"While the BBC is fortified by a licence fee commercial radio has had to fight like a tiger just to get its next meal. At this point, I would like to introduce you to the biggest tiger in the jungle, John Myers. Reading this book has been a revelation and a joy. You will think I am exaggerating if I say that John Myers is probably the most important figure in British commercial radio since Marconi, but who else comes close?
He starts as a DJ in clubs. Then he gets on air, fuelled by sheer desperation, initially presenting a country music show for £25 a time; his hatred of the genre is not diluted when he is hilariously named Country Music Presenter of the Year. Other shows follow, each slot bigger than the last, each new adventure wilder and wackier, a haze of deranged competitions, barking mad callers and crazy promotional stunts. Then, with a head for business, John begins buying radio stations. When I reached the paragraph where John calmly mentions that his combined purchases for the Guardian Media Group totalled a hundred million pounds, I nearly dropped my Kindle in the bath.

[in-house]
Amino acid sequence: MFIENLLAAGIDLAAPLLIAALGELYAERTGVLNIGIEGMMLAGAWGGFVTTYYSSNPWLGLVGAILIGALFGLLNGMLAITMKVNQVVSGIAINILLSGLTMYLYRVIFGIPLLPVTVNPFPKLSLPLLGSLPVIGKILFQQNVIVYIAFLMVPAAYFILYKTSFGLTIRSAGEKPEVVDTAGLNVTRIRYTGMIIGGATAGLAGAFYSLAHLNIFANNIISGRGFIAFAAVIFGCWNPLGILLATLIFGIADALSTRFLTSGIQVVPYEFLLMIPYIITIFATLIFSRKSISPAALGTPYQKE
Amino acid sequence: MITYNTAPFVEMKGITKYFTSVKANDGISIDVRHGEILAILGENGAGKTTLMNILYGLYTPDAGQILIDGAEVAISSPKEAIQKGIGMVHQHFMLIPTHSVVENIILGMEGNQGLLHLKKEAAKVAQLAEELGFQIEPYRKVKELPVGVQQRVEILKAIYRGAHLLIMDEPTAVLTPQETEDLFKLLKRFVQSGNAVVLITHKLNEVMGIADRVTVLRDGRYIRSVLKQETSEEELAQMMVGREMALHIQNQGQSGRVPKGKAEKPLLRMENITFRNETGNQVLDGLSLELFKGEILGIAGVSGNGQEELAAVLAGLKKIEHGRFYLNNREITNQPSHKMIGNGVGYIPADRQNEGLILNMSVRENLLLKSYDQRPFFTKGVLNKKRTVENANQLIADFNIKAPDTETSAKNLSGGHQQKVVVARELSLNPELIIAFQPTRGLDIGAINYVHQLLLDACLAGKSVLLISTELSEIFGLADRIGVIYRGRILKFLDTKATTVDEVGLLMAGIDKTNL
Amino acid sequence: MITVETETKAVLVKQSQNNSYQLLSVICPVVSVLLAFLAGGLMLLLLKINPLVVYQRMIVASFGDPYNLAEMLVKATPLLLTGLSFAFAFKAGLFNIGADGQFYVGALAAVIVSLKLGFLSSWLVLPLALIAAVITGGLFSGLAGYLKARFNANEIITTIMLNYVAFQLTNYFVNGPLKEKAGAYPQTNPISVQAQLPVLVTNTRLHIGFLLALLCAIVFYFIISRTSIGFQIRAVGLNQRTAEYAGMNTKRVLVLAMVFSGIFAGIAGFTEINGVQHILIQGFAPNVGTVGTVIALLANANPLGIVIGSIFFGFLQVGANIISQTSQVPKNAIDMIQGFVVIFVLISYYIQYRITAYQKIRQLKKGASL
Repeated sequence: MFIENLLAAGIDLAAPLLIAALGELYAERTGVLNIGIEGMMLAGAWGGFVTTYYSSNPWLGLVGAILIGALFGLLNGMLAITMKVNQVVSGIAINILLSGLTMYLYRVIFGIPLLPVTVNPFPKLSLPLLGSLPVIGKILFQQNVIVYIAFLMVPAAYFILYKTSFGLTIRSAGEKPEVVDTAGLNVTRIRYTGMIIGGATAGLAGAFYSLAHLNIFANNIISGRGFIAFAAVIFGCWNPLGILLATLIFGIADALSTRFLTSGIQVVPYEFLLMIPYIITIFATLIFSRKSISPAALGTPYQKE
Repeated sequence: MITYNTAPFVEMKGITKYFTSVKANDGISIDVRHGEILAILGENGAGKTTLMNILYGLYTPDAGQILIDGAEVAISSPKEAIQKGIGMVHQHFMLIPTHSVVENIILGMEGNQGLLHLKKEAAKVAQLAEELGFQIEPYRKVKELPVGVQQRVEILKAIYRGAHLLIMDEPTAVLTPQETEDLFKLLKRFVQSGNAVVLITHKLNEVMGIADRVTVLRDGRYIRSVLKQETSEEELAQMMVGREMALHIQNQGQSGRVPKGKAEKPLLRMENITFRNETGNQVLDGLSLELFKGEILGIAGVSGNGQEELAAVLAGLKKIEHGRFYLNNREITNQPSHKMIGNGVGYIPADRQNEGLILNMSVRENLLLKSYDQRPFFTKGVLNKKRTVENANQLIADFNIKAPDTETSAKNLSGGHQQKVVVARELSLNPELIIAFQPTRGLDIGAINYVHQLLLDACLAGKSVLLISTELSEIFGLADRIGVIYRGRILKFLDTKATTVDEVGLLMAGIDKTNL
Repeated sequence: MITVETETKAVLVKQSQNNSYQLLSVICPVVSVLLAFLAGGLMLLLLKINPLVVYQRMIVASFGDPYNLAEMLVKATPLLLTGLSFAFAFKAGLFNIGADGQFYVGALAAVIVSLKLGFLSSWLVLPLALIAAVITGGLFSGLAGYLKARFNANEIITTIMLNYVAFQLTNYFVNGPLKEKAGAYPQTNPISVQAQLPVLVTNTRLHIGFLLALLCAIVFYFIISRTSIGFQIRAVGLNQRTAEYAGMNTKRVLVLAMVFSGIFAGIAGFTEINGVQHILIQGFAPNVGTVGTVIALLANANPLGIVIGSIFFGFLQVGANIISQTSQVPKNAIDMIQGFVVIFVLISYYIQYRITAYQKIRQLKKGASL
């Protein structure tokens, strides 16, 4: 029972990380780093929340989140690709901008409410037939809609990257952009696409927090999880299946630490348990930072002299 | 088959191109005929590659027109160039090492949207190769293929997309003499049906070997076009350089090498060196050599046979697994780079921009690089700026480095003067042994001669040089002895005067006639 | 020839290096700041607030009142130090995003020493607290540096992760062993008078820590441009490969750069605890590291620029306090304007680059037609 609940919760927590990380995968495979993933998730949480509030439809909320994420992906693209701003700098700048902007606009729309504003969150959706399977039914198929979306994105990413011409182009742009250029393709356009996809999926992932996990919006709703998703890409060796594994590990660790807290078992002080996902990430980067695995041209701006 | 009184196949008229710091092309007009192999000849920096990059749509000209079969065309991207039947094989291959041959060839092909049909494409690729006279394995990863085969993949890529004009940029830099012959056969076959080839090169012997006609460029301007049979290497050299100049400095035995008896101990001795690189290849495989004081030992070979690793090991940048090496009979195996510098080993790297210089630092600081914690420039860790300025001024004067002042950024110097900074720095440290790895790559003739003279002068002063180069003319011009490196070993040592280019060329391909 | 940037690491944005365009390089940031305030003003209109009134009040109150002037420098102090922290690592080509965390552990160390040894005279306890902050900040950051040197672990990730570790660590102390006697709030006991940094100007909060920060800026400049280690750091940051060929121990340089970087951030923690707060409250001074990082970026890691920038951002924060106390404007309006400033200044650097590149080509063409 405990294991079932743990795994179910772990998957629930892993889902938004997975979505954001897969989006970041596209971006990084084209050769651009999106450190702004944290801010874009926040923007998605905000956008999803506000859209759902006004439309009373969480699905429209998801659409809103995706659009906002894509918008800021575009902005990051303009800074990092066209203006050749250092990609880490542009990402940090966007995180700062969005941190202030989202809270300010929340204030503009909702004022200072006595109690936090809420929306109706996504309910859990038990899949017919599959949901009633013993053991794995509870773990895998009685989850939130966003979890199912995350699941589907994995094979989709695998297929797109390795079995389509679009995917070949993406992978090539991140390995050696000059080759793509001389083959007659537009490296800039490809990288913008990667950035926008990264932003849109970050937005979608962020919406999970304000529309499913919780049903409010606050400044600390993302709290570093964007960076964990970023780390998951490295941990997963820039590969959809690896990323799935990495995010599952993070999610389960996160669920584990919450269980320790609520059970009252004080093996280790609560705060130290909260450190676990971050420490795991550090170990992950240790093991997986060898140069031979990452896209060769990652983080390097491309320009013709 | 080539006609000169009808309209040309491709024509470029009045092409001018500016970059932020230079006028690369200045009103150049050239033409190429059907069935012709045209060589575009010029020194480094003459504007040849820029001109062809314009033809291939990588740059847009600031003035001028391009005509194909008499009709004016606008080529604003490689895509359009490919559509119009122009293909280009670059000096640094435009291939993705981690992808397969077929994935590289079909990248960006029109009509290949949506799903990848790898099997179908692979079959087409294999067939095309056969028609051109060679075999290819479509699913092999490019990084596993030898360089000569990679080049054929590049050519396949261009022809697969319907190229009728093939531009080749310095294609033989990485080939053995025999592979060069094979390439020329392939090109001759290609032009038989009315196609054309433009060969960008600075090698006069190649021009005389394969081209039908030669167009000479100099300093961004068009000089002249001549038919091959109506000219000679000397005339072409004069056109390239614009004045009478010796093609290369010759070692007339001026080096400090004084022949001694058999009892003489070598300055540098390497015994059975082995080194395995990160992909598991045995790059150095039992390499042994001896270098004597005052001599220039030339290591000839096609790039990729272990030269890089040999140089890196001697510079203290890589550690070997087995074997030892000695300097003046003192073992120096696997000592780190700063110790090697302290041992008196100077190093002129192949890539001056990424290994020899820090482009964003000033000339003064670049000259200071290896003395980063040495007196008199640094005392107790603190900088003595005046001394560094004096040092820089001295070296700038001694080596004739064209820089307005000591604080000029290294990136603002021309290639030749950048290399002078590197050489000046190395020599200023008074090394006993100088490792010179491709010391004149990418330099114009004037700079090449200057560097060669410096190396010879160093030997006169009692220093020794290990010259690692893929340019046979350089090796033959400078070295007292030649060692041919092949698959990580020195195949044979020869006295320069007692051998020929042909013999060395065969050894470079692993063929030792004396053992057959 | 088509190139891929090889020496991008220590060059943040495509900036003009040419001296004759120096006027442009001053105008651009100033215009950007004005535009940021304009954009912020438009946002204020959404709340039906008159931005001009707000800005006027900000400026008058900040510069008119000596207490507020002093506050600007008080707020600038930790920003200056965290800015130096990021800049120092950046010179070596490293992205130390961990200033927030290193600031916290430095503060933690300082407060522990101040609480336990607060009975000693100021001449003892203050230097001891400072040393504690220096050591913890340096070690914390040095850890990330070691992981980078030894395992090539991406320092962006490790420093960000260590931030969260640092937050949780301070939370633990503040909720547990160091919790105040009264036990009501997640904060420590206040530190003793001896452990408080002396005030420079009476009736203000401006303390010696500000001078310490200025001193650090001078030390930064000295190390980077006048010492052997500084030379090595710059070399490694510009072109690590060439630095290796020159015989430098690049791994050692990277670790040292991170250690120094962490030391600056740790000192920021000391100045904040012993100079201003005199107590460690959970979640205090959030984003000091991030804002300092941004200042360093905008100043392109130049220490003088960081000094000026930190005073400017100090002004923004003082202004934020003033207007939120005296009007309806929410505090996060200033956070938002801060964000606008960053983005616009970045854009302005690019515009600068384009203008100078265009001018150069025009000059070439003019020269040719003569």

Certainly, there is sage advice here for any radio person on the mike or on the make. But actually, this is primarily not a book about big business. It is about the intimate pleasure of working on the wireless. It's a love letter to that uncomplicated box by your toaster, an uproarious but also deeply touching account of what I fear may well have been radio's golden age. In broadcasting, precious few can host a show and run the show. The number who become both hugely successful presenters and then make millions as radio entrepreneurs well, even Marconi didn't do that."
– Jeremy Vine, Radio 2